From a small print shop in Lexington, Ky., business owner Blaine Adamson embroiders slogans on hats, prints messages on T-shirts, and wonders if his Christian beliefs could cost him the company he’s owned for over a decade.
For the Lexington native who aspires to live quietly, a noisy crisis erupted three years ago.
In March 2012, a representative from the local Gay and Lesbian Services Organization (GLSO) approached Adamson’s company—Hands On Originals—about printing T-shirts promoting Lexington’s annual gay pride festival.
Adamson said no.
“It was because of the message,” he says. “Sexuality is clearly defined in Scripture between a married man and woman, and anything outside of that is something I just can’t promote.”
It wasn’t the first time Adamson had declined business.
The printer—whose business includes a “Christian outfitters” division for churches and other groups—says he’s turned down orders with vulgar slogans and images he found disrespectful (including a design of Jesus in a pirate’s outfit). Orders promote messages, he says, “and we partake in that and we help speak that message as soon as the image is printed on the T-shirt.”
Adamson told the GLSO he couldn’t print shirts with the gay pride logo because of his Christian beliefs. He offered a referral to another printer in town who would offer the same price.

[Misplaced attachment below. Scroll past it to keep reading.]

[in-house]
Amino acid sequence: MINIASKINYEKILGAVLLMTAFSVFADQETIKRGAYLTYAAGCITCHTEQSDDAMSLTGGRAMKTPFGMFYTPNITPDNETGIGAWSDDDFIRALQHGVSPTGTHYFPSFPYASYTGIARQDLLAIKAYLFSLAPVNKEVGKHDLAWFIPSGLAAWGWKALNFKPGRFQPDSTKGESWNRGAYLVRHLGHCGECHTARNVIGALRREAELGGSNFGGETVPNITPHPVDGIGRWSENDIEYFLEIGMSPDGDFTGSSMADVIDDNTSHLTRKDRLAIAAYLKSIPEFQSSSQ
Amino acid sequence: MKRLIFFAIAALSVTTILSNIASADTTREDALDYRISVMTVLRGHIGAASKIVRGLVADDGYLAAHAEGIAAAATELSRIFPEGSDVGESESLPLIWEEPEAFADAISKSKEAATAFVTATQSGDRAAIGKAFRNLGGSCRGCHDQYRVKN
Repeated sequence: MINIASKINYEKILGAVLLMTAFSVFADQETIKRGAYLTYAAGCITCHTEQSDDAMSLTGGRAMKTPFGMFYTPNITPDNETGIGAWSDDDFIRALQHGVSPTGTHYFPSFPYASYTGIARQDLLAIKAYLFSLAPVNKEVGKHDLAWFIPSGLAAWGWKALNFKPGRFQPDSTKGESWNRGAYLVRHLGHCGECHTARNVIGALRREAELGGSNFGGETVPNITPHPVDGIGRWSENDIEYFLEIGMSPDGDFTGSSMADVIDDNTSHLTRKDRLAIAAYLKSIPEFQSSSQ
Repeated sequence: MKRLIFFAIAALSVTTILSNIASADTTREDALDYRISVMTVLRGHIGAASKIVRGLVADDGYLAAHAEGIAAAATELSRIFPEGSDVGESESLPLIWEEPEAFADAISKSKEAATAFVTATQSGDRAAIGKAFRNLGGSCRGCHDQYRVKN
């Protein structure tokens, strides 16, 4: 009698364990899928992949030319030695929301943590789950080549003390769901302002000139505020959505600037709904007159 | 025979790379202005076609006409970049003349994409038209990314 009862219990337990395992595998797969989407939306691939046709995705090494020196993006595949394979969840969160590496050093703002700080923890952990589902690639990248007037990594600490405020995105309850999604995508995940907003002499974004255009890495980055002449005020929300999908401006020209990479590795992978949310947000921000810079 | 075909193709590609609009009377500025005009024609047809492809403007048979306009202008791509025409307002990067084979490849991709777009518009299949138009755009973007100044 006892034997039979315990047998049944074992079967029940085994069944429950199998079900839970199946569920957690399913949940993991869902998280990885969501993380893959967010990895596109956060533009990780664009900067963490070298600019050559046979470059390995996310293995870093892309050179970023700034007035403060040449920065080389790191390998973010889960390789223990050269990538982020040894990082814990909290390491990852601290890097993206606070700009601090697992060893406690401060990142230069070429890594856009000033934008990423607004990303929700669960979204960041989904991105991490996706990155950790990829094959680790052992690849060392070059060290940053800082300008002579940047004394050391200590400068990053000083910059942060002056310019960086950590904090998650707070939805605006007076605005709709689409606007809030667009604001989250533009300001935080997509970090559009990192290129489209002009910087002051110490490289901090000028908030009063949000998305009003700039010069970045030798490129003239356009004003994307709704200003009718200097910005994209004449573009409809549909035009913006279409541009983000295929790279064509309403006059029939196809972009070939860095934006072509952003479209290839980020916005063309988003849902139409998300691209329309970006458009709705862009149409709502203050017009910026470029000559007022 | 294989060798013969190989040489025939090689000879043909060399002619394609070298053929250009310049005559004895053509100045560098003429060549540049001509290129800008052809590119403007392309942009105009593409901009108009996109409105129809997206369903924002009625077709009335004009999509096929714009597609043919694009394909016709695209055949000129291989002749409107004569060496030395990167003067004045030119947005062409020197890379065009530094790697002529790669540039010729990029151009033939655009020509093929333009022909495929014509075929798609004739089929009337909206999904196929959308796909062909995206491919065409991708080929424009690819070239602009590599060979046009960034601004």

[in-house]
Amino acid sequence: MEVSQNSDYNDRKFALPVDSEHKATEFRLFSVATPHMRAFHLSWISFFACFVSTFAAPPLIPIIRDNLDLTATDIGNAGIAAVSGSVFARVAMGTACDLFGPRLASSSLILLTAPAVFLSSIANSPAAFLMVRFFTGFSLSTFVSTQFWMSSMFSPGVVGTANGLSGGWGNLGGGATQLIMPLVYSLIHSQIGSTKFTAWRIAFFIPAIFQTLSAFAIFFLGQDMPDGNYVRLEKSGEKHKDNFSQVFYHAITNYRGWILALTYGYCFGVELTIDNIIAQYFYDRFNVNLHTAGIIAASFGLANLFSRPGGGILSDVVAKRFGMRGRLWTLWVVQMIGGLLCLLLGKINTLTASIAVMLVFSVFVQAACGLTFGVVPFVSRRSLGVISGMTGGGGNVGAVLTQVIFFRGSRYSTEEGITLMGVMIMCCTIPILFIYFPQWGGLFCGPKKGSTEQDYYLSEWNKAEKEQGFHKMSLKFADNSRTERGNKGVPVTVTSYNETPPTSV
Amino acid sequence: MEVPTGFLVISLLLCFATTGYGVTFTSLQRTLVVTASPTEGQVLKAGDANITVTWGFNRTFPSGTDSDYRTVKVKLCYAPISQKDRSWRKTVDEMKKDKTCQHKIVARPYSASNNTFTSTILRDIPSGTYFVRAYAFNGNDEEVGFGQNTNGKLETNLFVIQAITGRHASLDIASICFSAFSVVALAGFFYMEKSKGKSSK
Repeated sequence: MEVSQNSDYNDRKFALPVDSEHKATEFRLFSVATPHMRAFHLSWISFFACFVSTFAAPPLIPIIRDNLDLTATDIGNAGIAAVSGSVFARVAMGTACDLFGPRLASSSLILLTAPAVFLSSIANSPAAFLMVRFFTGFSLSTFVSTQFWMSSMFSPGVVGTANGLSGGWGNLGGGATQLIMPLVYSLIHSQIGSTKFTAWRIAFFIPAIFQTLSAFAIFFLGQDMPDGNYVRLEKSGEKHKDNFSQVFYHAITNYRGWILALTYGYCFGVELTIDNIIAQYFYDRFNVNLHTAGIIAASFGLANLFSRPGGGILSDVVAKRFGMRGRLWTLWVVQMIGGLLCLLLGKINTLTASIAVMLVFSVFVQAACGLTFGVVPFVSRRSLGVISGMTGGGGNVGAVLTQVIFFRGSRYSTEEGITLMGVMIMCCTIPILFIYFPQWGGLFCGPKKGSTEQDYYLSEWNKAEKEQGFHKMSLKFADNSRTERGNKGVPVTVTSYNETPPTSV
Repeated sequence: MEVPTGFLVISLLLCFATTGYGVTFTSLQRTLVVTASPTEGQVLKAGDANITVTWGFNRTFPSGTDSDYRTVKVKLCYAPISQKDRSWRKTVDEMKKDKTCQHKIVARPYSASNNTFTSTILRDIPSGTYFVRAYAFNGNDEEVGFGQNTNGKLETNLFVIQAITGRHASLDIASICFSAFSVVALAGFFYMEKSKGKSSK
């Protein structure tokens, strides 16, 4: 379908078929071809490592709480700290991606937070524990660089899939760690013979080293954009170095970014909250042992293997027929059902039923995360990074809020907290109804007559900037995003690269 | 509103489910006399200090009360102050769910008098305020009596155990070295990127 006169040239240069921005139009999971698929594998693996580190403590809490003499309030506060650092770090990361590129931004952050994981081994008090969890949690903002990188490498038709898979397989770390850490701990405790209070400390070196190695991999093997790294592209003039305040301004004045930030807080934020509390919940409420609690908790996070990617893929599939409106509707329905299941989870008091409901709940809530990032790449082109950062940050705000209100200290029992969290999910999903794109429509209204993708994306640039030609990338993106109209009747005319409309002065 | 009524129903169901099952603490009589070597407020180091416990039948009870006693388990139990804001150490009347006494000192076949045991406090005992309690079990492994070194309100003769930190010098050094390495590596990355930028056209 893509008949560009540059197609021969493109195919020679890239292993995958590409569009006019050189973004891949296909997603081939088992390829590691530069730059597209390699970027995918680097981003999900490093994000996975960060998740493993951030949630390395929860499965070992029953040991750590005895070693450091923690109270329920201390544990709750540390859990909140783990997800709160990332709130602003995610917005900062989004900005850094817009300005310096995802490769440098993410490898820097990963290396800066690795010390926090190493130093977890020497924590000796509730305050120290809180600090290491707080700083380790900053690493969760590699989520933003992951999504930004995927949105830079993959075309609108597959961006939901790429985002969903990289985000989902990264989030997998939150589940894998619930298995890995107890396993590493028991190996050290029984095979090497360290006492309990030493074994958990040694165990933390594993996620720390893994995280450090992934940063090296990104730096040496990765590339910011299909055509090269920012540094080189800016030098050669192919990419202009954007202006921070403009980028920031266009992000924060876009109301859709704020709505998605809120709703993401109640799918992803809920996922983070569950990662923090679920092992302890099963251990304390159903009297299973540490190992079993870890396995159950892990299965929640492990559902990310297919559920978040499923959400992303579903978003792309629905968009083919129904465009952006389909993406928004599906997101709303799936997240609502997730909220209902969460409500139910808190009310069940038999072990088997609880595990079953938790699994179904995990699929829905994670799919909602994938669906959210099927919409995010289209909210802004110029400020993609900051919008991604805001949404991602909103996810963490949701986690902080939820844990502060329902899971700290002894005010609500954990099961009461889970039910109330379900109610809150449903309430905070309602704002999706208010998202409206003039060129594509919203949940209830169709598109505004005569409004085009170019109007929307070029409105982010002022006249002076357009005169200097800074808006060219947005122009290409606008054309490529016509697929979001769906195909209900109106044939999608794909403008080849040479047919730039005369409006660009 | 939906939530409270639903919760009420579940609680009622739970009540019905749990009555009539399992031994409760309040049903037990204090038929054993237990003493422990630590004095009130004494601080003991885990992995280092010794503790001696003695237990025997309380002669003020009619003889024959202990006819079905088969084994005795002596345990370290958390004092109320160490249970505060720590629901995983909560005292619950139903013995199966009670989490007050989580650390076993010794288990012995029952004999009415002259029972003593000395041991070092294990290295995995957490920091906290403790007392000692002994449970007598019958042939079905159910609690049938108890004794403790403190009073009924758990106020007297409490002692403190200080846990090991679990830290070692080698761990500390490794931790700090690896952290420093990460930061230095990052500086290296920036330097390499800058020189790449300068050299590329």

Three weeks later, the private exchange was public fodder.
A GLSO board member filed a complaint against Hands On Originals with the Lexington-Fayette Urban County Human Rights Commission, saying Adamson discriminated against group members because of their sexual orientation.
Local media ran the story, and a Facebook page called “Boycott Hands On Originals” drew 1,000 fans in two days. Critics flooded Adamson’s phone lines, the mayor rebuked him, and nearly 60 protesters demonstrated against the company in a downtown park. One protester’s sign declared: “I’m straight, not narrow.”
Adamson explained he had served gay clients in the past but simply didn’t want to participate in a message of gay advocacy. Still, three of the company’s biggest customers—including the University of Kentucky (Adamson’s alma mater)—announced they wouldn’t place new orders with the print shop until the complaint was resolved.
Last October, the Lexington human rights commission ruled Adamson violated local anti-discrimination laws. Commissioners ordered the company not to discriminate on the basis of sexual orientation and to undergo “diversity training.” They also said GLSO was due compensation for its “economic loss, pain, embarrassment, and humiliation.”
(GLSO president Aaron Baker—who had told a local paper he wanted “the entire community to be aware” of the case—also acknowledged an Ohio-based company offered to print the group’s $3,000 shirt order for free.)
Adamson is appealing the ruling, and his attorneys at Alliance Defending Freedom (ADF) argue that his case—like similar ones winding through courts across the country—is at a crucial intersection between religious liberty and free speech.
Adamson—a husband and father of three—says he’s most concerned for the livelihood of his 32 full-time workers, including gay employees who have stayed with the company through the ordeal. “But the reality is I can’t change my conscience, and I can’t mold it to conform to society,” he says. “God doesn’t change, and His Scriptures don’t change. So I’ll hold the line.”
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SOURCE: WORLD Mag